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Plans Revealed for 4185 Piedmont Avenue, Oakland

4185 Piedmont Avenue establishing view, rendering by Kava Massih Architects4185 Piedmont Avenue establishing view, rendering by Kava Massih Architects

New plans have been revealed for a five-story residential infill at 4185 Piedmont Avenue in Oakland, Alameda County. The proposal will create 14 new homes along the buzzing commercial Piedmont Avenue neighborhood and ground-level retail. Kava Massih Architects is the project architect.

4185 Piedmont Avenue, rendering by Kava Massih Architects

4185 Piedmont Avenue, rendering by Kava Massih Architects

4185 Piedmont Avenue floor plans, illustration by Kava Massih Architects

4185 Piedmont Avenue floor plans, illustration by Kava Massih Architects

The 55-foot tall structure will yield around 17,550 square feet with 12,670 square feet for residential use, 1,150 square feet for commercial retail, and 1,240 square feet of open space. The open space will be split between several private balconies and two backyard spaces for the two ground-level units. While only some residents have private open space, all residents will be able to access to fourth-floor open space

Of the 14 apartments to be included, there will be eight one-bedrooms and six one-bedrooms with lofts. The plan also uses the State Density Bonus to increase the residential capacity by including two very low-income affordable units. The applicant is hoping to utilize incentives and concessions to build as proposed.

4185 Piedmont Avenue vertical cross-section, rendering by Kava Massih Architects

4185 Piedmont Avenue vertical cross-section, rendering by Kava Massih Architects

4185 Piedmont Avenue, image via Google Street View

4185 Piedmont Avenue, image via Google Street View

Kava Massih Architects is responsible for the design, with exterior beams used to decorate the facade, while the structure itself is divided by the courtyard to crate two five-story massings, one facing Piedmont Avenue and the other facing the rear yard.

The property is located by the corner of Piedmont Avenue and Ridgeway Avenue. Demolition will be required for the two-story commercial structure, and the rear-lot surface parking. An estimated timeline for construction and completion has not been established.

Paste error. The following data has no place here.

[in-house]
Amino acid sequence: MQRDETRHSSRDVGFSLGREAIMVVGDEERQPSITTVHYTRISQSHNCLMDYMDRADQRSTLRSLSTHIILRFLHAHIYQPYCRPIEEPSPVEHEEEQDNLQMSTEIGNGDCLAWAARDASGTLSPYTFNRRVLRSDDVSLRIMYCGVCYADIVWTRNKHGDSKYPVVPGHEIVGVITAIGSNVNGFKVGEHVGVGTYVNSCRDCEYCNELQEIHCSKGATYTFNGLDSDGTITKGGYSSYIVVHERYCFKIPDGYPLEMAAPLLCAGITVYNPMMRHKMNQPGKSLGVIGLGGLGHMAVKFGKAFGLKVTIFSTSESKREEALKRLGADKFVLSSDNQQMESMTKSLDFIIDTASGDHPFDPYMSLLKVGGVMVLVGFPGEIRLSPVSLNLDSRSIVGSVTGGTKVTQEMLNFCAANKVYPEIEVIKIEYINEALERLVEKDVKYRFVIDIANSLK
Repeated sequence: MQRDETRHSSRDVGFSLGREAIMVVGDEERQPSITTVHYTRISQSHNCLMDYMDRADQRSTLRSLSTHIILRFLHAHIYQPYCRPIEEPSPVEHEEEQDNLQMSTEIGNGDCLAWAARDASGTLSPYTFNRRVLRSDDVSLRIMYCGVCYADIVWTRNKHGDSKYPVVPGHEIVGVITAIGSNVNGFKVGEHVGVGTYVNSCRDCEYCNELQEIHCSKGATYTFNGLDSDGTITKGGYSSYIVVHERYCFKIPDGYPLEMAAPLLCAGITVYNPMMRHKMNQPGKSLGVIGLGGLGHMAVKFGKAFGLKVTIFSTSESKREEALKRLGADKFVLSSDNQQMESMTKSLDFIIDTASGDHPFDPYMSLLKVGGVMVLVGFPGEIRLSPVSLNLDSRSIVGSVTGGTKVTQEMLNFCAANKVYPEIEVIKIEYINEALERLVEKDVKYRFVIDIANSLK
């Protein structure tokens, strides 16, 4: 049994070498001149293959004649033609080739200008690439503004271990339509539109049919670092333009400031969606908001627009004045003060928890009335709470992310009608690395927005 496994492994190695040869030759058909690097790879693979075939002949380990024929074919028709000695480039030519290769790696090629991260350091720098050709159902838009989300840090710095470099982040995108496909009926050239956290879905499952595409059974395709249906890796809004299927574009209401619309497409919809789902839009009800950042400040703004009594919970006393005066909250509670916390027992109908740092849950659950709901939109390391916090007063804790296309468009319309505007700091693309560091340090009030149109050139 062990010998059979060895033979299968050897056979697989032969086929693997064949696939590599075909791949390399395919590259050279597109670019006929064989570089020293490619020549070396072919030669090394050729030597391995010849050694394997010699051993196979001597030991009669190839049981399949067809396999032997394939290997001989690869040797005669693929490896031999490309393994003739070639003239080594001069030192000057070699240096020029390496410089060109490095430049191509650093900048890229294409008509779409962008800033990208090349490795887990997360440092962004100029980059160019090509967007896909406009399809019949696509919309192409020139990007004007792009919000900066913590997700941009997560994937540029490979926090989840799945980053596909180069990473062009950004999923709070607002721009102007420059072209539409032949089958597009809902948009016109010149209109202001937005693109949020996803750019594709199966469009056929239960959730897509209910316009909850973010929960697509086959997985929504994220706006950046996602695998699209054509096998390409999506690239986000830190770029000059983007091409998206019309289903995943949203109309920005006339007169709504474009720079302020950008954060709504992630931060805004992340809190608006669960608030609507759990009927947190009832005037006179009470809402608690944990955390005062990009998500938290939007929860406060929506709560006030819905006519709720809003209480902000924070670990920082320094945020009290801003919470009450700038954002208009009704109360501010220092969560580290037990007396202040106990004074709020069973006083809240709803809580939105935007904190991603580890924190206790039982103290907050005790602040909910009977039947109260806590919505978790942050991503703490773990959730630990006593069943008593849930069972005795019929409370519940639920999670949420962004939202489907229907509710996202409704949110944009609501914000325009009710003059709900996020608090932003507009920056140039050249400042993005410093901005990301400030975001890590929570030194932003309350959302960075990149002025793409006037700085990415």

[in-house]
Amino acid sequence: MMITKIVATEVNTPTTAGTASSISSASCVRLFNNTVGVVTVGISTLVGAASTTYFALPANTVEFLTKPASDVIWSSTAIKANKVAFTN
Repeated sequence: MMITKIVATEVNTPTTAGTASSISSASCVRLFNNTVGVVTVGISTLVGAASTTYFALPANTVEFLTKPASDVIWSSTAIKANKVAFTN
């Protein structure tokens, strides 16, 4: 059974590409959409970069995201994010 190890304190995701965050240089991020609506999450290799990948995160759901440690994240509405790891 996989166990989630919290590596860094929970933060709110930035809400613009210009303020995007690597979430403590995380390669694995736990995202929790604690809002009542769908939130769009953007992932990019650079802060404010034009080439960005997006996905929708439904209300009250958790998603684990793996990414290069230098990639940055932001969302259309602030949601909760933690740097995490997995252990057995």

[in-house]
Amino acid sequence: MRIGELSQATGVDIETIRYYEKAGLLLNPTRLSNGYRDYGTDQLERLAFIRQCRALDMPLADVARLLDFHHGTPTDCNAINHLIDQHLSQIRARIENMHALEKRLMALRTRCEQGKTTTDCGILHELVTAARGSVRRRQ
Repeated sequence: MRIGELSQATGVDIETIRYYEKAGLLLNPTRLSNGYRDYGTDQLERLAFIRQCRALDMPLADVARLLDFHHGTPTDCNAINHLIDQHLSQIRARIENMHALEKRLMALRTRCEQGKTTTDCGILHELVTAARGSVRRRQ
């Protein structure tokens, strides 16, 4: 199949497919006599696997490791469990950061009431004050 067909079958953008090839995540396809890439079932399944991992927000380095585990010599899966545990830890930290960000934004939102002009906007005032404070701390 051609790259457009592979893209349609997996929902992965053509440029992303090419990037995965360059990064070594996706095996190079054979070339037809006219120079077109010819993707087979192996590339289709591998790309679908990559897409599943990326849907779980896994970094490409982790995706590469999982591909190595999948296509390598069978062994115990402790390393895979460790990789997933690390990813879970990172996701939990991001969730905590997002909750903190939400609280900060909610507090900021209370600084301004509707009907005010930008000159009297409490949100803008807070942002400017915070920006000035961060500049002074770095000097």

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62 Comments on "Plans Revealed for 4185 Piedmont Avenue, Oakland"

  1. Nouveau Tudor?🤦🏼‍♂️
    This is why peeps don’t like new buildings.

    • looks more like a cold storage warehouse….the Tudor would have a front gable…maybe some clever brickwork….some charm. This is like a charmless ice box.

    • I understand the need for housing but this is HIDEOUS. Why couldn’t it have been designed with the surrounding area in mind? It’s cold, sterile looking, unwelcoming, and stands out completely amongst the neighboring buildings. Not to mention a gas station 7-11 next door…

  2. Tudor style would fit way better.

  3. Talk about out of character for the neighborhood! And, the tenants will be living right next to a gasoline station and all those fumes. Whomwould want to live there?

  4. Just awful!

  5. This building does not have a single redeeming feature. Just awful urban infill proposal. It does not enhance the Piedmont Avenue experience. It actually does the opposite.

  6. It is one of the ugliest building designs ever. It looks as if someone just took a ruler and drew some lines. No rhyme or reason. The back of the building is okay but what is the architect trying to do with the front? What is their vision? it is haphazard and cheap. The gas station next to it has a better design.